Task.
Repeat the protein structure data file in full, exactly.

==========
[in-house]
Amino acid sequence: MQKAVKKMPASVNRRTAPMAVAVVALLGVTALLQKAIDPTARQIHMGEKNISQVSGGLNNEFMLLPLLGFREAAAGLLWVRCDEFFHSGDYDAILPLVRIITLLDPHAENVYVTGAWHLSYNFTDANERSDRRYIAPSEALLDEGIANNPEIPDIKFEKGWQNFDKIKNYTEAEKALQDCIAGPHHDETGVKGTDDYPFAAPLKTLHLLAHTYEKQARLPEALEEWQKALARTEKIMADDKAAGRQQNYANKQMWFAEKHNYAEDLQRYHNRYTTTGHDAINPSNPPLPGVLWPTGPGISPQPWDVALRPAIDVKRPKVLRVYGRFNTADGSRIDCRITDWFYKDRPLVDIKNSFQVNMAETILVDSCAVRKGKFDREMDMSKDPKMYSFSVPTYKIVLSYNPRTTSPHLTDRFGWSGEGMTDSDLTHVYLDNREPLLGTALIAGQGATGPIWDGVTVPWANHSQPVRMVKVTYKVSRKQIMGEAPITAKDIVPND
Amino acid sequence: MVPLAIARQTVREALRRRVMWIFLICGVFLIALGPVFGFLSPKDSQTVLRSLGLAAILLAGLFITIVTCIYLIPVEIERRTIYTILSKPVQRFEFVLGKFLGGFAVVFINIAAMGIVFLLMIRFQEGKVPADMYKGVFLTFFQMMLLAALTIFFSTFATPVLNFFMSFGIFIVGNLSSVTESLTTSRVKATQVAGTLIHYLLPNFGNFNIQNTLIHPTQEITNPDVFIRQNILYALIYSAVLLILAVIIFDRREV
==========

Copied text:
[in-house]
Amino acid sequence: MQKAVKKMPASVNRRTAPMAVAVVALLGVTALLQKAIDPTARQIHMGEKNISQVSGGLNNEFMLLPLLGFREAAAGLLWVRCDEFFHSGDYDAILPLVRIITLLDPHAENVYVTGAWHLSYNFTDANERSDRRYIAPSEALLDEGIANNPEIPDIKFEKGWQNFDKIKNYTEAEKALQDCIAGPHHDETGVKGTDDYPFAAPLKTLHLLAHTYEKQARLPEALEEWQKALARTEKIMADDKAAGRQQNYANKQMWFAEKHNYAEDLQRYHNRYTTTGHDAINPSNPPLPGVLWPTGPGISPQPWDVALRPAIDVKRPKVLRVYGRFNTADGSRIDCRITDWFYKDRPLVDIKNSFQVNMAETILVDSCAVRKGKFDREMDMSKDPKMYSFSVPTYKIVLSYNPRTTSPHLTDRFGWSGEGMTDSDLTHVYLDNREPLLGTALIAGQGATGPIWDGVTVPWANHSQPVRMVKVTYKVSRKQIMGEAPITAKDIVPND
Amino acid sequence: MVPLAIARQTVREALRRRVMWIFLICGVFLIALGPVFGFLSPKDSQTVLRSLGLAAILLAGLFITIVTCIYLIPVEIERRTIYTILSKPVQRFEFVLGKFLGGFAVVFINIAAMGIVFLLMIRFQEGKVPADMYKGVFLTFFQMMLLAALTIFFSTFATPVLNFFMSFGIFIVGNLSSVTESLTTSRVKATQVAGTLIHYLLPNFGNFNIQNTLIHPTQEITNPDVFIRQNILYALIYSAVLLILAVIIFDRREV